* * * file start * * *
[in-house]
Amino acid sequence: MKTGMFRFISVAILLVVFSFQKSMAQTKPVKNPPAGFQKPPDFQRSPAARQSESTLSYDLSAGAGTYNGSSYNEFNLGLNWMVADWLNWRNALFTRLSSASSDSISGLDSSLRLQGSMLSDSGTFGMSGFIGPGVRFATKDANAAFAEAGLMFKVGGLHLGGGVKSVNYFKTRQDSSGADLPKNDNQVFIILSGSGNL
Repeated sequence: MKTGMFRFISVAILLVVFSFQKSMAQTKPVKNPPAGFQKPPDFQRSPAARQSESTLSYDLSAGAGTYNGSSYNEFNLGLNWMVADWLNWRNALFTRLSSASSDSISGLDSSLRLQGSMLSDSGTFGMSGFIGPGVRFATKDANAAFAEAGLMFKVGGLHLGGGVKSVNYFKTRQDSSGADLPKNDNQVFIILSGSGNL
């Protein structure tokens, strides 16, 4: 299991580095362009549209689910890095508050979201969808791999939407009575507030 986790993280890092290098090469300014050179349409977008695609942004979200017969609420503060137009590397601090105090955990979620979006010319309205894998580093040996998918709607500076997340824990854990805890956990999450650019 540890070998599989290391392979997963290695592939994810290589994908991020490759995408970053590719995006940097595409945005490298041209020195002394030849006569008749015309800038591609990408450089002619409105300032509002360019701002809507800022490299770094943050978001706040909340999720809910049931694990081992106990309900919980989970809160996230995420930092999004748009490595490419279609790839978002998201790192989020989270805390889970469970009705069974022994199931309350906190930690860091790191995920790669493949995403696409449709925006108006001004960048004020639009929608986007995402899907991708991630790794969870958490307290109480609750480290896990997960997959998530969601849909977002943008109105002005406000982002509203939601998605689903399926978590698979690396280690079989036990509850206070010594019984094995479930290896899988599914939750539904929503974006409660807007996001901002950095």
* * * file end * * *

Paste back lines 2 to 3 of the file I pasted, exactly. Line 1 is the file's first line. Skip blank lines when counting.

Amino acid sequence: MKTGMFRFISVAILLVVFSFQKSMAQTKPVKNPPAGFQKPPDFQRSPAARQSESTLSYDLSAGAGTYNGSSYNEFNLGLNWMVADWLNWRNALFTRLSSASSDSISGLDSSLRLQGSMLSDSGTFGMSGFIGPGVRFATKDANAAFAEAGLMFKVGGLHLGGGVKSVNYFKTRQDSSGADLPKNDNQVFIILSGSGNL
Repeated sequence: MKTGMFRFISVAILLVVFSFQKSMAQTKPVKNPPAGFQKPPDFQRSPAARQSESTLSYDLSAGAGTYNGSSYNEFNLGLNWMVADWLNWRNALFTRLSSASSDSISGLDSSLRLQGSMLSDSGTFGMSGFIGPGVRFATKDANAAFAEAGLMFKVGGLHLGGGVKSVNYFKTRQDSSGADLPKNDNQVFIILSGSGNL